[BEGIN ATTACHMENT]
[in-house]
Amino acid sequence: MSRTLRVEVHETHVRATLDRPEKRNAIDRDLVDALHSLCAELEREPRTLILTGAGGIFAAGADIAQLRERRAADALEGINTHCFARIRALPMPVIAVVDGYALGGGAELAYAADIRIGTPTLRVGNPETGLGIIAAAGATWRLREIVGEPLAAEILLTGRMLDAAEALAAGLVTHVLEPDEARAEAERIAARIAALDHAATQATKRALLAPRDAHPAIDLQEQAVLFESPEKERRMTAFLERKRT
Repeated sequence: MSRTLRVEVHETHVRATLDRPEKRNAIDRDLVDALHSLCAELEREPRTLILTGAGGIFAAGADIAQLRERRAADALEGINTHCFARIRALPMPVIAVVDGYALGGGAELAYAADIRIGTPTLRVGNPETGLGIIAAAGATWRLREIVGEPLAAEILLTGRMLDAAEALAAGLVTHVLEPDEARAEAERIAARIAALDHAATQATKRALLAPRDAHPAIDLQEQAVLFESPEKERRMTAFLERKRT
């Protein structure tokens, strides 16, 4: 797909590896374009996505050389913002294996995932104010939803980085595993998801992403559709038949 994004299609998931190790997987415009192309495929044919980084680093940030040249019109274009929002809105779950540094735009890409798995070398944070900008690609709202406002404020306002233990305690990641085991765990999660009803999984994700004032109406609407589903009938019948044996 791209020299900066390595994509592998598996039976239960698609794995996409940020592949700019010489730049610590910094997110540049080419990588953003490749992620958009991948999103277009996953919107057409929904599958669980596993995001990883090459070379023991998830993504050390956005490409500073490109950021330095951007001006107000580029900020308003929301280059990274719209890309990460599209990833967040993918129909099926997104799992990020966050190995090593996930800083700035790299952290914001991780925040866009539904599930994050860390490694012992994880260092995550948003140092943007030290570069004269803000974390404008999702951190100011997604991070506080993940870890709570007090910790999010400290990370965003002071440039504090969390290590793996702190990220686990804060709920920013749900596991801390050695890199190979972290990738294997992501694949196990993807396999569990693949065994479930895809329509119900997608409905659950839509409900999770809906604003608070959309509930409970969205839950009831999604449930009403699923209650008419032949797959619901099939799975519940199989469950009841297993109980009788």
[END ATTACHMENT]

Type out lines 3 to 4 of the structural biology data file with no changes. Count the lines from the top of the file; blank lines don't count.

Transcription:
Repeated sequence: MSRTLRVEVHETHVRATLDRPEKRNAIDRDLVDALHSLCAELEREPRTLILTGAGGIFAAGADIAQLRERRAADALEGINTHCFARIRALPMPVIAVVDGYALGGGAELAYAADIRIGTPTLRVGNPETGLGIIAAAGATWRLREIVGEPLAAEILLTGRMLDAAEALAAGLVTHVLEPDEARAEAERIAARIAALDHAATQATKRALLAPRDAHPAIDLQEQAVLFESPEKERRMTAFLERKRT
């Protein structure tokens, strides 16, 4: 797909590896374009996505050389913002294996995932104010939803980085595993998801992403559709038949 994004299609998931190790997987415009192309495929044919980084680093940030040249019109274009929002809105779950540094735009890409798995070398944070900008690609709202406002404020306002233990305690990641085991765990999660009803999984994700004032109406609407589903009938019948044996 791209020299900066390595994509592998598996039976239960698609794995996409940020592949700019010489730049610590910094997110540049080419990588953003490749992620958009991948999103277009996953919107057409929904599958669980596993995001990883090459070379023991998830993504050390956005490409500073490109950021330095951007001006107000580029900020308003929301280059990274719209890309990460599209990833967040993918129909099926997104799992990020966050190995090593996930800083700035790299952290914001991780925040866009539904599930994050860390490694012992994880260092995550948003140092943007030290570069004269803000974390404008999702951190100011997604991070506080993940870890709570007090910790999010400290990370965003002071440039504090969390290590793996702190990220686990804060709920920013749900596991801390050695890199190979972290990738294997992501694949196990993807396999569990693949065994479930895809329509119900997608409905659950839509409900999770809906604003608070959309509930409970969205839950009831999604449930009403699923209650008419032949797959619901099939799975519940199989469950009841297993109980009788």